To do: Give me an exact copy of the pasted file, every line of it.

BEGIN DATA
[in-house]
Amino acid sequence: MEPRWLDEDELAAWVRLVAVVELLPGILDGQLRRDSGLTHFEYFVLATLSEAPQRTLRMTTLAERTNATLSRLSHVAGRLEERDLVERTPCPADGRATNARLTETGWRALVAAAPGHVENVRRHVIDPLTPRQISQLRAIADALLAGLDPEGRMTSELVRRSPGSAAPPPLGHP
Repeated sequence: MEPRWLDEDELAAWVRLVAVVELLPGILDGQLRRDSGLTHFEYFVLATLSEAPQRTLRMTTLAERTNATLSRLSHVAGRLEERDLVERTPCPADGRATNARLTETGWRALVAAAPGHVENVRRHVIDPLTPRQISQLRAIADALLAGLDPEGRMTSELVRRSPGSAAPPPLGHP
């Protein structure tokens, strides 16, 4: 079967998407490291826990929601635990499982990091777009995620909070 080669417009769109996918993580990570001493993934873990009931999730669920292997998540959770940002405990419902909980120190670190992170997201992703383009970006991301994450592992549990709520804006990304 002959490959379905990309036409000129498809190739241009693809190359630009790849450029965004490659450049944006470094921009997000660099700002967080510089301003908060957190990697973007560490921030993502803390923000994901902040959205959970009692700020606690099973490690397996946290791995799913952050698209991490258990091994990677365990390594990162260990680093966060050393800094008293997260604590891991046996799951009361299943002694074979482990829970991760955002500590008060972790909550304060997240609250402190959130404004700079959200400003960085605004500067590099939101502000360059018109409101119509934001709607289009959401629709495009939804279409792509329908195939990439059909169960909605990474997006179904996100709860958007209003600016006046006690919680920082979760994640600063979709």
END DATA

[in-house]
Amino acid sequence: MEPRWLDEDELAAWVRLVAVVELLPGILDGQLRRDSGLTHFEYFVLATLSEAPQRTLRMTTLAERTNATLSRLSHVAGRLEERDLVERTPCPADGRATNARLTETGWRALVAAAPGHVENVRRHVIDPLTPRQISQLRAIADALLAGLDPEGRMTSELVRRSPGSAAPPPLGHP
Repeated sequence: MEPRWLDEDELAAWVRLVAVVELLPGILDGQLRRDSGLTHFEYFVLATLSEAPQRTLRMTTLAERTNATLSRLSHVAGRLEERDLVERTPCPADGRATNARLTETGWRALVAAAPGHVENVRRHVIDPLTPRQISQLRAIADALLAGLDPEGRMTSELVRRSPGSAAPPPLGHP
């Protein structure tokens, strides 16, 4: 079967998407490291826990929601635990499982990091777009995620909070 080669417009769109996918993580990570001493993934873990009931999730669920292997998540959770940002405990419902909980120190670190992170997201992703383009970006991301994450592992549990709520804006990304 002959490959379905990309036409000129498809190739241009693809190359630009790849450029965004490659450049944006470094921009997000660099700002967080510089301003908060957190990697973007560490921030993502803390923000994901902040959205959970009692700020606690099973490690397996946290791995799913952050698209991490258990091994990677365990390594990162260990680093966060050393800094008293997260604590891991046996799951009361299943002694074979482990829970991760955002500590008060972790909550304060997240609250402190959130404004700079959200400003960085605004500067590099939101502000360059018109409101119509934001709607289009959401629709495009939804279409792509329908195939990439059909169960909605990474997006179904996100709860958007209003600016006046006690919680920082979760994640600063979709």